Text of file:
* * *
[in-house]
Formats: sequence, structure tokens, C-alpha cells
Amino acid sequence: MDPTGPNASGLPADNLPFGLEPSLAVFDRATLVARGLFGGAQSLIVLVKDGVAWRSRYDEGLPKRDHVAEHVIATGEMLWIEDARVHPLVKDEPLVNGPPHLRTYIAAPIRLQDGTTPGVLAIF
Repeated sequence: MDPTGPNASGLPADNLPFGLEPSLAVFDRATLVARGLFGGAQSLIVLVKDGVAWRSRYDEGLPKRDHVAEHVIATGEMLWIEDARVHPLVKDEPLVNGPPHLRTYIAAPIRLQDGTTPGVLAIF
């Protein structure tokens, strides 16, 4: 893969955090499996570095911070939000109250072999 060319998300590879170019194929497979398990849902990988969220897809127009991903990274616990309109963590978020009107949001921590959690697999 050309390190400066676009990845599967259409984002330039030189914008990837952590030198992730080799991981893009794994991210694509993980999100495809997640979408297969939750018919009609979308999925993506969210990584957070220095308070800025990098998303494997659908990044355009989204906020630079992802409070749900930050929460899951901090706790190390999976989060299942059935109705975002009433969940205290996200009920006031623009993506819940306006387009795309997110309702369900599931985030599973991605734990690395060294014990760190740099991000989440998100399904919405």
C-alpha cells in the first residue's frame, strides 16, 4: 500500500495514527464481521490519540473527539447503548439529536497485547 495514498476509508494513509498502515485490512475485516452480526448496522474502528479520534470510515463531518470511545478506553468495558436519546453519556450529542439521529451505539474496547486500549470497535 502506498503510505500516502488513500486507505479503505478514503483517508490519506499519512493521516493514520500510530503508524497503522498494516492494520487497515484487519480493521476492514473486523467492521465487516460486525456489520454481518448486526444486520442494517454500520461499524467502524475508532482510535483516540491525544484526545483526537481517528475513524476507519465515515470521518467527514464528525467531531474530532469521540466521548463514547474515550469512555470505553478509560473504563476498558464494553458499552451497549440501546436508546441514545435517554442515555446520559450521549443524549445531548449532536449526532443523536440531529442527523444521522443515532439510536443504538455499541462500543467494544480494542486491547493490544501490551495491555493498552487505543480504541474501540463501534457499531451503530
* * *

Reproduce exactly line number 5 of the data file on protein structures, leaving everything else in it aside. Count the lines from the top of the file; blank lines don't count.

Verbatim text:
């Protein structure tokens, strides 16, 4: 893969955090499996570095911070939000109250072999 060319998300590879170019194929497979398990849902990988969220897809127009991903990274616990309109963590978020009107949001921590959690697999 050309390190400066676009990845599967259409984002330039030189914008990837952590030198992730080799991981893009794994991210694509993980999100495809997640979408297969939750018919009609979308999925993506969210990584957070220095308070800025990098998303494997659908990044355009989204906020630079992802409070749900930050929460899951901090706790190390999976989060299942059935109705975002009433969940205290996200009920006031623009993506819940306006387009795309997110309702369900599931985030599973991605734990690395060294014990760190740099991000989440998100399904919405």